The Law Commission has proposed a radical change in the contractual relationship between insurers and brokers.

In its third issues paper, part of a wider review of insurance contract law, the commission has proposed a rewrite of agency law.

As a result, where a broker acts negligently in obtaining pre-contract information, it is the insurer that will have to bring an action against the broker, rather than the insurer simply avoiding the claim.

Lawyers said the proposal would mean brokers would have to dramatically change the way they do business with insurers.

Stephen Netherway, insurance and reinsurance partner, at law firm CMS Cameron McKenna, said: "The relationship, which brokers currently have with an insurer, is not necessarily backed by a legal duty, but that won't be the case [under proposals by the Law Commission].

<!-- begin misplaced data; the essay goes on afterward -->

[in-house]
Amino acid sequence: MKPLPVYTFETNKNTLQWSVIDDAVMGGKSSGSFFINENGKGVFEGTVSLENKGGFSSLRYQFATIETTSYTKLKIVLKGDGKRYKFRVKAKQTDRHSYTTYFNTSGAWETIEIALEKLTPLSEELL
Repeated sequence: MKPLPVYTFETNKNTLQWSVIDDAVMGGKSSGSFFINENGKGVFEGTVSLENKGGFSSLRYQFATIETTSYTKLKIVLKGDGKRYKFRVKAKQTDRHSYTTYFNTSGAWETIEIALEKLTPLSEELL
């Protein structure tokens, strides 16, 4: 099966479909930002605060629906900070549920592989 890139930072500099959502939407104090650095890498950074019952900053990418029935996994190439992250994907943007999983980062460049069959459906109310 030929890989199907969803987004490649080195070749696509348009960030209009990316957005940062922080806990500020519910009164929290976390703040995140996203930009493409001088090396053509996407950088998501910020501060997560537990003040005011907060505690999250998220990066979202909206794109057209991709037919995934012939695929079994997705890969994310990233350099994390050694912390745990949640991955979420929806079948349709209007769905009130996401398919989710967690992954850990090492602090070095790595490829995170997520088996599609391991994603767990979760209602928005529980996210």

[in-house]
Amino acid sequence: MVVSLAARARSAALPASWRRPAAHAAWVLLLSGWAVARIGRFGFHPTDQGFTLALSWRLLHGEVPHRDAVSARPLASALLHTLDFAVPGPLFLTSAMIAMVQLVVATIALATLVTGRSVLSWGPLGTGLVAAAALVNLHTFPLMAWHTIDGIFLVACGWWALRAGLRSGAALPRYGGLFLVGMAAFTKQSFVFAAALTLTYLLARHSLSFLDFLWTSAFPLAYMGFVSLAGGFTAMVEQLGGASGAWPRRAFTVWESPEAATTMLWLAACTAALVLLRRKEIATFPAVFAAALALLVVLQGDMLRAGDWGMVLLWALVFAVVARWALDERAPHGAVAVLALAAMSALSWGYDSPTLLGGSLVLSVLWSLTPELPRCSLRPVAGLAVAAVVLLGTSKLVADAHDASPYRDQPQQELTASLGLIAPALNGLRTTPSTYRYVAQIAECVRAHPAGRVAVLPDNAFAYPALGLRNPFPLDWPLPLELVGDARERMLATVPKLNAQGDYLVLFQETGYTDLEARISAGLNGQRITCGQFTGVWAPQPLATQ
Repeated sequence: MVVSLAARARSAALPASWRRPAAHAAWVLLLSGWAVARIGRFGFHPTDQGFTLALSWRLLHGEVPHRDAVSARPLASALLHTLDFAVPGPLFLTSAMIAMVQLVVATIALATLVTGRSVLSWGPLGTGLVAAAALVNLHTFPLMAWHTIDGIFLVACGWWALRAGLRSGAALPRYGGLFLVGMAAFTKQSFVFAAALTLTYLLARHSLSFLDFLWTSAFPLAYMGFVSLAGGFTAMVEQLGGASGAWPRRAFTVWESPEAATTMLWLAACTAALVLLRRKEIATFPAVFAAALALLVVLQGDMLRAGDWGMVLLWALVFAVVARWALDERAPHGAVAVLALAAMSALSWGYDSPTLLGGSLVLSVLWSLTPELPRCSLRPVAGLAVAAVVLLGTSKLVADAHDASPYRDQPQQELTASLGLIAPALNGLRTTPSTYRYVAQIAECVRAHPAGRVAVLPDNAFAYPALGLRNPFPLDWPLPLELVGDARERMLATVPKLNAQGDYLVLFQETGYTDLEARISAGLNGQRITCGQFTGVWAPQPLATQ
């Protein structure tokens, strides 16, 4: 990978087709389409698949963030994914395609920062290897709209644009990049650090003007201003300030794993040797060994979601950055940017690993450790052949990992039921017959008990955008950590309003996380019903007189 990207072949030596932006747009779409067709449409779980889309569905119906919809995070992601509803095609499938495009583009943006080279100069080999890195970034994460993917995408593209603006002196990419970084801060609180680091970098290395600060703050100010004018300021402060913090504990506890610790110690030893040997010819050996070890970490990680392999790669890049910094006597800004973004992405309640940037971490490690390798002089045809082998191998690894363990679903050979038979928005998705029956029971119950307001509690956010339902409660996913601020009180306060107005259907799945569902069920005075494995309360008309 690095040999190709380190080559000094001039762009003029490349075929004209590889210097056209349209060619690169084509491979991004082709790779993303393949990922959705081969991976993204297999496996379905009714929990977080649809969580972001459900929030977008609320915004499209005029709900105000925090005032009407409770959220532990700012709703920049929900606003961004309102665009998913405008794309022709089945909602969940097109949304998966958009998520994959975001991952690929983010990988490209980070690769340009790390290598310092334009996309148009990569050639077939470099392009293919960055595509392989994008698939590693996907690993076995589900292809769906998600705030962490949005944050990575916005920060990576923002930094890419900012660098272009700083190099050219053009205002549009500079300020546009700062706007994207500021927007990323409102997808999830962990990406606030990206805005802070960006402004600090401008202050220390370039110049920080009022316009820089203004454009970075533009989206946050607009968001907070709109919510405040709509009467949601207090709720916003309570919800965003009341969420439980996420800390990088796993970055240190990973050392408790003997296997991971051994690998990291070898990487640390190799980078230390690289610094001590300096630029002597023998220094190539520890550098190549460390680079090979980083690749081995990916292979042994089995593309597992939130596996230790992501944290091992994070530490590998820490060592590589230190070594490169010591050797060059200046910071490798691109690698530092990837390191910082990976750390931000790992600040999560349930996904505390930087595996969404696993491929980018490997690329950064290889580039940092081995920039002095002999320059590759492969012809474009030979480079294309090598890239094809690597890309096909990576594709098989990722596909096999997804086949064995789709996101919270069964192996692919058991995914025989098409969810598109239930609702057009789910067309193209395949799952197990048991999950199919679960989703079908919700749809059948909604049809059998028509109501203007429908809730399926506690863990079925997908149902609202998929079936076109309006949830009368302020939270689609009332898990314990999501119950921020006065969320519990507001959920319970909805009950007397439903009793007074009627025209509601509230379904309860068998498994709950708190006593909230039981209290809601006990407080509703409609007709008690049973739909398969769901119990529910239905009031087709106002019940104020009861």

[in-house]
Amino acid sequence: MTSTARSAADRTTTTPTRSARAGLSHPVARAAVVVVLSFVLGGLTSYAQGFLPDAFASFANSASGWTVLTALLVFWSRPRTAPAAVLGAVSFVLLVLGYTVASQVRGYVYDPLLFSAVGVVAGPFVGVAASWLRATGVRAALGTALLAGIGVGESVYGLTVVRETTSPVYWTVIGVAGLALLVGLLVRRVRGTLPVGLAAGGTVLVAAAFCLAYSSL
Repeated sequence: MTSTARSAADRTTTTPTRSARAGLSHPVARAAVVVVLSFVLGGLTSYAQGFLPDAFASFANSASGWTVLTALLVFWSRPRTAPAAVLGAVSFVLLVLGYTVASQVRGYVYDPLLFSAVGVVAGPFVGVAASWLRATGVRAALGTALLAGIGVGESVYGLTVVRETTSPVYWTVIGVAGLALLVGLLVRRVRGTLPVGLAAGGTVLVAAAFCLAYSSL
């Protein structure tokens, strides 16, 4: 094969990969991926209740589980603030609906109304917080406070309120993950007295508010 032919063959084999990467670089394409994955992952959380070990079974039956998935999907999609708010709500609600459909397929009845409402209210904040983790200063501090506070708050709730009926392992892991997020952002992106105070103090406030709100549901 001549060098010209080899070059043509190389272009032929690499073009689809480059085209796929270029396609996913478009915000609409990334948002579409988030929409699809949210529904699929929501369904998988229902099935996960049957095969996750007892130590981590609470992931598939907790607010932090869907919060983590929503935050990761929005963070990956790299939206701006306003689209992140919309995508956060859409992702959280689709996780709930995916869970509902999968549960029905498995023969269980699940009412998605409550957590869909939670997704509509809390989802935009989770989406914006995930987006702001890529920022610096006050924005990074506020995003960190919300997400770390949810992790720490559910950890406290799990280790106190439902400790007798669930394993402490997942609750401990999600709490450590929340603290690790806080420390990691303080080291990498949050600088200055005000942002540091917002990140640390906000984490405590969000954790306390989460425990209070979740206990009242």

"As a result there will be a seismic shift in the position of the broker. Each broker will have to re-look at its position and how it does business with the insurer and the insured."

Meanwhile, the commission also proposed to water down the importance of the signature in deciding whether a policyholder has acted fraudulently in relation to a misrepresentation on pre-contract documentation.

Some fear this may lead to an increased number of disputes in the settlement of claims.

But Netherway dismissed concerns by insisting that brokers were now changing the way they did business to remove any legal risk.

A consultation paper on the three issues papers is due to be published by the commission at the end of June.